German chancellor to visit White House amid Russia-Ukraine crisis

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German chancellor to visit White House amid Russia-Ukraine crisis

German Chancellor Olaf Scholz will visit the White House on Feb. 7 to discuss ways to discourage a feared Russian invasion of Ukraine, the Biden administration announced Thursday.

The visit of Scholz, who was installed as chancellor last month, will give President Biden an opportunity to push the NATO ally to do more to support Ukraine’s pro-Western government and to potentially penalize Russia by blocking the operation of the Nord Stream 2 pipeline.

“The leaders will discuss their shared commitment to both ongoing diplomacy and joint efforts to deter further Russian aggression against Ukraine,” the White House said in a statement.

“They will also discuss the importance of continued close cooperation on a range of common challenges, including ending the COVID-19 pandemic, addressing the threat of climate change, and promoting economic prosperity and international security based on our shared democratic values.”

Russian BMP-3 infantry fighting vehicles during drills held by the armed forces of the Southern Military District at the Kadamovsky range in the Rostov region, Russia January 27, 2022.
Russian BMP-3 infantry fighting vehicles during drills held by the armed forces of the Southern Military District at the Kadamovsky range in the Rostov region, Russia, January 27, 2022.
REUTERS/Sergey Pivovarov

Scholz has taken heat for not taking a more active role to support the Ukrainian government in the crisis. Kiev Mayor Vitali Klitschko slammed Berlin Wednesday for providing Ukraine’s forces with a paltry 5,000 military helmets.

“The behavior of the German government leaves me speechless,” Klitschko, a former heavyweight boxing champion, told the German tabloid Bild. “The defense ministry apparently hasn’t realized that we are confronted with perfectly equipped Russian forces that can start another invasion of Ukraine at any time.”

“What kind of support will Germany send next?” Klitschko added. “Pillows?” 

President Joe Biden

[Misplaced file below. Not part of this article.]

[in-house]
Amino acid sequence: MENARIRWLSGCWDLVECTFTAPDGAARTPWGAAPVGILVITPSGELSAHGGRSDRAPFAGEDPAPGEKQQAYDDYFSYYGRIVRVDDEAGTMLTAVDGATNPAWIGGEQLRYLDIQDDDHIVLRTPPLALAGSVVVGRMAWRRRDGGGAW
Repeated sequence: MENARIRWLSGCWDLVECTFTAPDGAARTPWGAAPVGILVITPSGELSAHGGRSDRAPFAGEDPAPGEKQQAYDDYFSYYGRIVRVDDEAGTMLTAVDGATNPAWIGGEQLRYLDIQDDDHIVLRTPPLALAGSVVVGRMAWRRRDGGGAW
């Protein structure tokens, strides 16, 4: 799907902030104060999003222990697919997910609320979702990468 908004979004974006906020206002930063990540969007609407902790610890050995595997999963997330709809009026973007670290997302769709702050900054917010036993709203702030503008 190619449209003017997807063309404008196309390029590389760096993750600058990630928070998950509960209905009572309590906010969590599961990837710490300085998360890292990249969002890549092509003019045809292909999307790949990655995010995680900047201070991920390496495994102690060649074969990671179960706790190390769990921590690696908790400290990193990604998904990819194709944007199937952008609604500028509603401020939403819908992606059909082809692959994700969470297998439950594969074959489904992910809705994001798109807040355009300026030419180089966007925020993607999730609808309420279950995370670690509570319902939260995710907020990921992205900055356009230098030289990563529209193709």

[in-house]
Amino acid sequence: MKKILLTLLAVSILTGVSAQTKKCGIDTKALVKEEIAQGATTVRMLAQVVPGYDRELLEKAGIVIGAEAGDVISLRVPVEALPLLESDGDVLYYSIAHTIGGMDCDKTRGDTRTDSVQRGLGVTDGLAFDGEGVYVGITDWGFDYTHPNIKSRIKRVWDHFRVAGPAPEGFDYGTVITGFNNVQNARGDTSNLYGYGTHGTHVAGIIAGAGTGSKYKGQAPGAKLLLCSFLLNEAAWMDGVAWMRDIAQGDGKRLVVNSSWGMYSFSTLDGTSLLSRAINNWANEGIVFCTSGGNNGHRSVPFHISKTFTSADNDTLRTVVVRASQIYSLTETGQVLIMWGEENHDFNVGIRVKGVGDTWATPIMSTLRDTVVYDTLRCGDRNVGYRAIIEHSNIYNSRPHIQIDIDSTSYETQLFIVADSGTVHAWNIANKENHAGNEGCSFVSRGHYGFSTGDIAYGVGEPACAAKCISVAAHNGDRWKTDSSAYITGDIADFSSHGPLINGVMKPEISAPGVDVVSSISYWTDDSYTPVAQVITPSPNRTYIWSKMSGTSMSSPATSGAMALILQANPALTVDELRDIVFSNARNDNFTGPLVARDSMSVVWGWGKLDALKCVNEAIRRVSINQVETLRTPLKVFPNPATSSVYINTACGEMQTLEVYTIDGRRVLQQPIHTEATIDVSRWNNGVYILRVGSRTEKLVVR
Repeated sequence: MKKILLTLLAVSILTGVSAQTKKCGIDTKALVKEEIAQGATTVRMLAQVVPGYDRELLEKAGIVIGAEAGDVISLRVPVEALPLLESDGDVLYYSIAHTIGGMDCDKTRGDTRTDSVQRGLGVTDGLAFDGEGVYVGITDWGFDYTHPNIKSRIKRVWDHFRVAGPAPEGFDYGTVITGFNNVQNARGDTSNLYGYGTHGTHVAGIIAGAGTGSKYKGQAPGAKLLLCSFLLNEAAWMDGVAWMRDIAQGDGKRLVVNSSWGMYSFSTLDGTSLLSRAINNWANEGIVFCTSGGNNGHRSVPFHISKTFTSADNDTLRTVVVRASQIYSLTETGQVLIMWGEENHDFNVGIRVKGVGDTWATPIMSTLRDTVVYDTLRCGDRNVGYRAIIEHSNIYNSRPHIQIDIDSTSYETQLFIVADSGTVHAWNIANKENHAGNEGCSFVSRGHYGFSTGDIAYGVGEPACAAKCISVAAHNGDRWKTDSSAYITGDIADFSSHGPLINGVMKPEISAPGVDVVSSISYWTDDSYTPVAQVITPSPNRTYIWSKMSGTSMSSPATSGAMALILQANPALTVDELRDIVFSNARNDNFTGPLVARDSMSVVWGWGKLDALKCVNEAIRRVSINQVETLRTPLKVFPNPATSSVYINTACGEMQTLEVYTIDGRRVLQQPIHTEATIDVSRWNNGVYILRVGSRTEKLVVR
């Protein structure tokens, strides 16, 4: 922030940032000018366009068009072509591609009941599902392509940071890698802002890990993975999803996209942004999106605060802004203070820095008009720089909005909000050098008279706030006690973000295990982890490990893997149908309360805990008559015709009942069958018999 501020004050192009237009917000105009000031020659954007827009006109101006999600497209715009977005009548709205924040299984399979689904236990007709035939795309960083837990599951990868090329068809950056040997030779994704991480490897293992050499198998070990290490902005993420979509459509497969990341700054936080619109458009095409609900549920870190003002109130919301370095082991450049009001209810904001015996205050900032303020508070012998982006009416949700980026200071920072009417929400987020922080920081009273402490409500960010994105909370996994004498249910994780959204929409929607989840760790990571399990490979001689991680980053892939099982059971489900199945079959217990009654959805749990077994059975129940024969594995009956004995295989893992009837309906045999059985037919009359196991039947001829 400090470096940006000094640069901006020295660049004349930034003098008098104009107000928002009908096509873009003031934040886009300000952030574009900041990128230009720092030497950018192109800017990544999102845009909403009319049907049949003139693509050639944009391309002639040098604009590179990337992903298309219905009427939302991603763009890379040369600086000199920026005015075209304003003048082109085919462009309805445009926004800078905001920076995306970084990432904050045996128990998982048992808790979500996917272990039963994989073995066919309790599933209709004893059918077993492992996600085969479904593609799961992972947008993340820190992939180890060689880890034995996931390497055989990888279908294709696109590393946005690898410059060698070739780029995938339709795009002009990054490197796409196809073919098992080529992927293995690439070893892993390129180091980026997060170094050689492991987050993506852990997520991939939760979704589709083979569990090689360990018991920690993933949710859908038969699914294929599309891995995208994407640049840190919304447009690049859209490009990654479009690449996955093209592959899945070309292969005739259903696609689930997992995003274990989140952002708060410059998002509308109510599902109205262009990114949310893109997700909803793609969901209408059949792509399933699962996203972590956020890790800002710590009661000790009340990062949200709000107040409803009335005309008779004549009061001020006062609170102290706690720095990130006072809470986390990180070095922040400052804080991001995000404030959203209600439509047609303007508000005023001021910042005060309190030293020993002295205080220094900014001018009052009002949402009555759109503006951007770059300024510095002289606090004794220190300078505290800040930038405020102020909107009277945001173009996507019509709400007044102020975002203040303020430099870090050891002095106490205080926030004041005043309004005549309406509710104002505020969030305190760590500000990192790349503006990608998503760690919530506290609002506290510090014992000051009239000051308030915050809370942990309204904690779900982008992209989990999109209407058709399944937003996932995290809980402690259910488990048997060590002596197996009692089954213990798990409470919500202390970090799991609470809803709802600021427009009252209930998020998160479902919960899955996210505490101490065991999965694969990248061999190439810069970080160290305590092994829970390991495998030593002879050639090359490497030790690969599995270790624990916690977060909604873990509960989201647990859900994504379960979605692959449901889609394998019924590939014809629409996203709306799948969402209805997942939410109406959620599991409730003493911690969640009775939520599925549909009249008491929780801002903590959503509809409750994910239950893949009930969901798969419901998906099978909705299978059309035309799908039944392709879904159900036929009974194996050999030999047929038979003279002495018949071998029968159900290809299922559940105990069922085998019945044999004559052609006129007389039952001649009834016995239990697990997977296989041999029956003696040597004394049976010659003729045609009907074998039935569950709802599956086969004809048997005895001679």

President Biden suggested that a “minor incursion” by Russia into Ukraine might result in less-severe penalties.
AP Photo/Andrew Harnik

Germany has Europe’s largest economy, is the sixth-largest energy consumer in the world, and is the largest consumer of natural gas. The Nord Stream 2 pipeline directly links Russia and Germany under the Baltic Sea, bypassing Ukraine and depriving Kiev of lucrative gas transfer fees.

The White House waived sanctions against the project in May, with Biden citing the fact that it was “almost completely finished.” Construction was completed in September, but the pipeline is not yet operational.

On Wednesday, State Department spokesman Ned Price told NPR that “if Russia invades Ukraine, one way or another, Nord Stream 2 will not move forward, and we want to be very clear about that.”

Biden suggested last week that a “minor incursion” by Russia into Ukraine might result in less-severe penalties due to disagreement among NATO countries — horrifying Ukrainian officials who said that the remark could give Russian President Vladimir Putin a “green light” to invade.

The US says Putin has massed about 100,000 troops near Ukraine’s borders. The White House recently alleged Russia may stage a “false flag” attack on its own forces to provide a justification for war. Putin is demanding that NATO rule out accepting Ukraine as a member, but the Cold War-era military alliance has declined to do so.

Russian President Vladimir Putin
The US says Vladimir Putin has massed about 100,000 troops near Ukraine’s borders.
Alexei Nikolsky, Sputnik, Kremlin Pool Photo via AP, File

When Biden was vice president in 2014, Russia invaded the Crimean peninsula and then annexed the territory from Ukraine following a disputed referendum. Putin’s government also allegedly supports a pair of pro-Russia breakaway states in eastern Ukraine. 

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